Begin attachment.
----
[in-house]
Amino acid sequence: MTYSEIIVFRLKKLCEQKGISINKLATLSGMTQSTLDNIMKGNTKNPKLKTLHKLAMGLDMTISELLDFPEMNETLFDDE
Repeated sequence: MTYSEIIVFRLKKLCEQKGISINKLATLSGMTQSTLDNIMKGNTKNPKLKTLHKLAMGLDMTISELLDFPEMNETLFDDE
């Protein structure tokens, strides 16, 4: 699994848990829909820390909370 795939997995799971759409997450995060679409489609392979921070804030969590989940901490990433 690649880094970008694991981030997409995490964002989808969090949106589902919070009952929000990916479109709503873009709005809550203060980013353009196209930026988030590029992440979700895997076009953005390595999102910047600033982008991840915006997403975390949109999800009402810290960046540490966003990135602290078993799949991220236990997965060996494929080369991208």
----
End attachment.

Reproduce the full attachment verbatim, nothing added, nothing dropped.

[in-house]
Amino acid sequence: MTYSEIIVFRLKKLCEQKGISINKLATLSGMTQSTLDNIMKGNTKNPKLKTLHKLAMGLDMTISELLDFPEMNETLFDDE
Repeated sequence: MTYSEIIVFRLKKLCEQKGISINKLATLSGMTQSTLDNIMKGNTKNPKLKTLHKLAMGLDMTISELLDFPEMNETLFDDE
């Protein structure tokens, strides 16, 4: 699994848990829909820390909370 795939997995799971759409997450995060679409489609392979921070804030969590989940901490990433 690649880094970008694991981030997409995490964002989808969090949106589902919070009952929000990916479109709503873009709005809550203060980013353009196209930026988030590029992440979700895997076009953005390595999102910047600033982008991840915006997403975390949109999800009402810290960046540490966003990135602290078993799949991220236990997965060996494929080369991208």